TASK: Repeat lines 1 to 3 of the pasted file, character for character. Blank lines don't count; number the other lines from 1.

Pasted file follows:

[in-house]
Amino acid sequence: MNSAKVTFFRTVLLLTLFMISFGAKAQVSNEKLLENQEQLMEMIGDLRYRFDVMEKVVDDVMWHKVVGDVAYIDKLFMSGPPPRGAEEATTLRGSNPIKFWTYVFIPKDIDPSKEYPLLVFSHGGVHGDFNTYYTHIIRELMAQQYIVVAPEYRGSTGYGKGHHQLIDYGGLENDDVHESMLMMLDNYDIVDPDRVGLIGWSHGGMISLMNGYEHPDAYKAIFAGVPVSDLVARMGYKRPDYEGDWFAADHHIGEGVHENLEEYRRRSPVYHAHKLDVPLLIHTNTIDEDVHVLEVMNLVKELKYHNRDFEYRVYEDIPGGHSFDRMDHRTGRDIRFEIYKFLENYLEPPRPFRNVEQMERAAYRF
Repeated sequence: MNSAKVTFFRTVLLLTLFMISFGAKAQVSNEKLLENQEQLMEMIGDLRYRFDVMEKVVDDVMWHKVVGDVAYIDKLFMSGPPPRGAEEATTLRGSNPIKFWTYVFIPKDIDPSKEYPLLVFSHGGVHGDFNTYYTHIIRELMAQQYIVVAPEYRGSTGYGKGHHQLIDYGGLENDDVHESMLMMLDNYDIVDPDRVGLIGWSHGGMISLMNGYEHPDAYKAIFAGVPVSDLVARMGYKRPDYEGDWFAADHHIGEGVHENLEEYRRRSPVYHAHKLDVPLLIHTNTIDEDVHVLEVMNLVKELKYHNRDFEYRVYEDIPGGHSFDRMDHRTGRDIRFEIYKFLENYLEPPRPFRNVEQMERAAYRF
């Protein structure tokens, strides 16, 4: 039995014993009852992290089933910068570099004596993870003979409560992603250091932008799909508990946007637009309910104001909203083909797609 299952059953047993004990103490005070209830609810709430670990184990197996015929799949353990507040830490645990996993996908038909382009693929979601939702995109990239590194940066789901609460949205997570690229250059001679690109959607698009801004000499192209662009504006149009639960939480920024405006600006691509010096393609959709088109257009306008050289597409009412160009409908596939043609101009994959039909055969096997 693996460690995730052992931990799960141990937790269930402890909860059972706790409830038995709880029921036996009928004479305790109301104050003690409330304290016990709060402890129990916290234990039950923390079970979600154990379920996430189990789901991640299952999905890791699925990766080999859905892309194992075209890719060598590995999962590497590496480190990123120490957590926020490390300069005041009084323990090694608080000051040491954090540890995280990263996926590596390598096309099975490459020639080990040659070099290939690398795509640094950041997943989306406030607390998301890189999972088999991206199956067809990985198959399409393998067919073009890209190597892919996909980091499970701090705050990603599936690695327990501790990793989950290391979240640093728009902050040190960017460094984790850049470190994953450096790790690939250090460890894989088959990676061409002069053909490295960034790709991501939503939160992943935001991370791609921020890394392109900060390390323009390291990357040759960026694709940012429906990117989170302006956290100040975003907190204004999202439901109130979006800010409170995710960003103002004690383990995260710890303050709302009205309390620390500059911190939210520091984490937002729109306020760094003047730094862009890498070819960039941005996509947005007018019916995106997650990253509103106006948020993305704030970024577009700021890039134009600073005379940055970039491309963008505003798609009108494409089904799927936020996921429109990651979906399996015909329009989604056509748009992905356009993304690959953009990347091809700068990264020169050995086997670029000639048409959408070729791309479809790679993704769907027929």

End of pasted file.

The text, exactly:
[in-house]
Amino acid sequence: MNSAKVTFFRTVLLLTLFMISFGAKAQVSNEKLLENQEQLMEMIGDLRYRFDVMEKVVDDVMWHKVVGDVAYIDKLFMSGPPPRGAEEATTLRGSNPIKFWTYVFIPKDIDPSKEYPLLVFSHGGVHGDFNTYYTHIIRELMAQQYIVVAPEYRGSTGYGKGHHQLIDYGGLENDDVHESMLMMLDNYDIVDPDRVGLIGWSHGGMISLMNGYEHPDAYKAIFAGVPVSDLVARMGYKRPDYEGDWFAADHHIGEGVHENLEEYRRRSPVYHAHKLDVPLLIHTNTIDEDVHVLEVMNLVKELKYHNRDFEYRVYEDIPGGHSFDRMDHRTGRDIRFEIYKFLENYLEPPRPFRNVEQMERAAYRF
Repeated sequence: MNSAKVTFFRTVLLLTLFMISFGAKAQVSNEKLLENQEQLMEMIGDLRYRFDVMEKVVDDVMWHKVVGDVAYIDKLFMSGPPPRGAEEATTLRGSNPIKFWTYVFIPKDIDPSKEYPLLVFSHGGVHGDFNTYYTHIIRELMAQQYIVVAPEYRGSTGYGKGHHQLIDYGGLENDDVHESMLMMLDNYDIVDPDRVGLIGWSHGGMISLMNGYEHPDAYKAIFAGVPVSDLVARMGYKRPDYEGDWFAADHHIGEGVHENLEEYRRRSPVYHAHKLDVPLLIHTNTIDEDVHVLEVMNLVKELKYHNRDFEYRVYEDIPGGHSFDRMDHRTGRDIRFEIYKFLENYLEPPRPFRNVEQMERAAYRF